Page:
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Tips for giving feedback to creatives

17 October 2017

Giving good feedback can save you time, stress and late nights fixing mistakes that needn’t have happened. Fewer rounds of changes will keep your costs down too. But how do you make sure your feedback is well received and inspires the results you’re looking for?

When giving feedback, here are four things you should be:


If you’re not sure about something, however trivial, say so. Yes, be positive and polite. But you don’t need to pretend you like something just to be nice. A good creative will respond well to straight-talking feedback. It’s part of their job to justify and explain any creative decisions they’ve made. But remember, “I don’t like it” will need supporting with a bit more detail. Refer to your original brief and point out anything that doesn’t match up with, or work hard enough to achieve, your aims and objectives.


Express any doubts at the earliest opportunity. The longer you wait to discuss your concerns, the harder or more time consuming it will be to change copy or design you’re not happy with.

As part of your project plan, agree several points in the process to give detailed feedback. Make sure you show it to everyone who needs to see it at these points. Give your colleagues plenty of time to gather their thoughts – and your creative plenty of time to implement changes. Ideally, don’t leave it until the last round of feedback to show it to people whose opinions matter most…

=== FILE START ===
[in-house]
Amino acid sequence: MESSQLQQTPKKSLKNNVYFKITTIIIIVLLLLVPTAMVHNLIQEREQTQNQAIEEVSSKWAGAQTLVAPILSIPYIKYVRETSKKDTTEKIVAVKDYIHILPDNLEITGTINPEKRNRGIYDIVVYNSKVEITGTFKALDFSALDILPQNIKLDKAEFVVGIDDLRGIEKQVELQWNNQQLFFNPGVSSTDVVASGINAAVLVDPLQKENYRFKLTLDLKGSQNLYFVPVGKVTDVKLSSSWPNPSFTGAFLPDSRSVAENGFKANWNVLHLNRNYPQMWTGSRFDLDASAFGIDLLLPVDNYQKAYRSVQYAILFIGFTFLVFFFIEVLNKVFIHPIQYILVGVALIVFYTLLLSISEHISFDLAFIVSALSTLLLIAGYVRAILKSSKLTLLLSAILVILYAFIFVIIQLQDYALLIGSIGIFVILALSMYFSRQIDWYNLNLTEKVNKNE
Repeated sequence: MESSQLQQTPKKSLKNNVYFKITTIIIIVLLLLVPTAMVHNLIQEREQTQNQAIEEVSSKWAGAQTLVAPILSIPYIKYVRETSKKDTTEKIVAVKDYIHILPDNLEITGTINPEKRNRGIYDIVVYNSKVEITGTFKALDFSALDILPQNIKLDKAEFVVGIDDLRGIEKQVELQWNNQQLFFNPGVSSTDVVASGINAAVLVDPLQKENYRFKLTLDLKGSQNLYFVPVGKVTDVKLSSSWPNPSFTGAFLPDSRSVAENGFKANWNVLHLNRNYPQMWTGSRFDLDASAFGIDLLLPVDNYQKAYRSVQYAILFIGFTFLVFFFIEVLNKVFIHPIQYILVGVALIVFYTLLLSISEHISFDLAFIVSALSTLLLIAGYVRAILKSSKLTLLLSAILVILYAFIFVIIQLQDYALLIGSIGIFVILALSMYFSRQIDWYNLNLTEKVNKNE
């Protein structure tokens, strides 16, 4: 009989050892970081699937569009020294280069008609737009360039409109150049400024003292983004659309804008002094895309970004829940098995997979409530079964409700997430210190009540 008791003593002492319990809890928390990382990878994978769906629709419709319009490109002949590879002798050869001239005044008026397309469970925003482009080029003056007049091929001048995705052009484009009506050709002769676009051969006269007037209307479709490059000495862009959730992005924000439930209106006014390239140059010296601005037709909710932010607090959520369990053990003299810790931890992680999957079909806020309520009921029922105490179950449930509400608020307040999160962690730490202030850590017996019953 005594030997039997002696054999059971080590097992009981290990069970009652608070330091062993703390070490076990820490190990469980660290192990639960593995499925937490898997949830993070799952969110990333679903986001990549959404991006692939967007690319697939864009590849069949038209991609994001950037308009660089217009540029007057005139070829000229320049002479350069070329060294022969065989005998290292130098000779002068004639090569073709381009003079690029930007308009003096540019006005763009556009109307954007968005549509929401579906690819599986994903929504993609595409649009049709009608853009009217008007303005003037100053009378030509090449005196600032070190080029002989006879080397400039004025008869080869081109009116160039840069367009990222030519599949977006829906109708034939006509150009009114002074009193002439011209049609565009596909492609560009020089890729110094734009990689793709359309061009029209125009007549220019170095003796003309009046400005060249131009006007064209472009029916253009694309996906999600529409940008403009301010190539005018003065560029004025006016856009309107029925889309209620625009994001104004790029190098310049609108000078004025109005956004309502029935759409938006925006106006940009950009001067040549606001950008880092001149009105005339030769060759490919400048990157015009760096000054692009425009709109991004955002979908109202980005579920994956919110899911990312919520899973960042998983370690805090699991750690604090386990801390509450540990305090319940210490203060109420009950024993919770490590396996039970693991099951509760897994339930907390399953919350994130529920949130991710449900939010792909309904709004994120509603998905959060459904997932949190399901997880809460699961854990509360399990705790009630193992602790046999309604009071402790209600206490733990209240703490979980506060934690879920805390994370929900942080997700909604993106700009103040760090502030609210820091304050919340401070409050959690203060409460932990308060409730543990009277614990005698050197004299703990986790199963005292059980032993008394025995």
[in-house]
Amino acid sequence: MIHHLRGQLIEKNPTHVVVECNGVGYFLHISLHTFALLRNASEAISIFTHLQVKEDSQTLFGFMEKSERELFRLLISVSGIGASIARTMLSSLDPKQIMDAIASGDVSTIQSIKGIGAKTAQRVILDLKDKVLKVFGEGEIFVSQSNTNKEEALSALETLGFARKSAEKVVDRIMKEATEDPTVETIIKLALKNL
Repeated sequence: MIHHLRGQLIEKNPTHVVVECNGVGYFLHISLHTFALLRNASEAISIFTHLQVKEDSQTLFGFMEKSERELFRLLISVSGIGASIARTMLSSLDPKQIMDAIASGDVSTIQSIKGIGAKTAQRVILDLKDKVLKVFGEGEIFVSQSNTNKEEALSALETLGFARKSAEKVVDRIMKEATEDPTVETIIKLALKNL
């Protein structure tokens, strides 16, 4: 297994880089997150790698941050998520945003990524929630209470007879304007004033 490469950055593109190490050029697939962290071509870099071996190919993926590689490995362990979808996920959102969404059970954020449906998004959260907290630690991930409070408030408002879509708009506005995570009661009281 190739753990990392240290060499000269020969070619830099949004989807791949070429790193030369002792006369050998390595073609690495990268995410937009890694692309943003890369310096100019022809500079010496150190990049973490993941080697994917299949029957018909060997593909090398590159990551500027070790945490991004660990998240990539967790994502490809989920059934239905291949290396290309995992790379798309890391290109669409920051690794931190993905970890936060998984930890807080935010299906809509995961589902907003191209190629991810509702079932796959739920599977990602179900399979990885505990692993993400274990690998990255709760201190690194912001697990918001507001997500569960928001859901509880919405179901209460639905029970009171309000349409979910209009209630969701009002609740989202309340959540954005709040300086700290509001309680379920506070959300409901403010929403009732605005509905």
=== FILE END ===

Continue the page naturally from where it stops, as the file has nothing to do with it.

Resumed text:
If the copy or design is “off-brand”, try and point out which part of the guidelines it contradicts. Rather than “it needs to be more engaging”, can you be clear about what you want your audience to do/think/feel after they’ve interacted with the communication?

If you’re offering several people’s feedback, make sure you collate it carefully. It’s not unusual to end up with contradictory comments. If this happens, discuss it with your creative. They can help you decide the best route to go down and give you persuasive explanations for colleagues whose ideas you’re not going to implement.


Make use of the expertise you’re paying for. When there’s a problem with the copy or design, you don’t need to find the solution yourself. Your job is to articulate the issue, it’s their job to fix it.

For example, rather than instructing your designer to make that image x% bigger or that font bold, remind them that a lot of your supporters are over 70 so the design needs to be accessible. Let them use their expertise to pick the best colours, text size and layout that are effective and meet your brief. Instead of rewriting a headline yourself, tell the copywriter why you think it doesn’t work for your audience. Ask them to come up with several alternative suggestions for you to choose from.

If you suggest a change that isn’t possible or just won’t work, a good creative will always tell you why. And they’ll come back with a successful alternative. If they don’t, challenge them – and keep working together until you’re both happy with the results.

Image: WoCinTech Chat, 2017. CC

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Tone of voice and copywriting

Sarah Myers

copywriter and editor, freelance

Sarah Myers is a copywriter, editorial consultant and creative manager, with more than 20 years’ experience in the not-for-profit sector. She has worked in-house for Mencap and Macmillan Cancer Support, and at a charity copywriting agency. Now freelance, her clients include an extensive range of charities, professional bodies and specialist agencies. Her guide to Storytelling for Impact was published by the Directory of Social Change in 2022.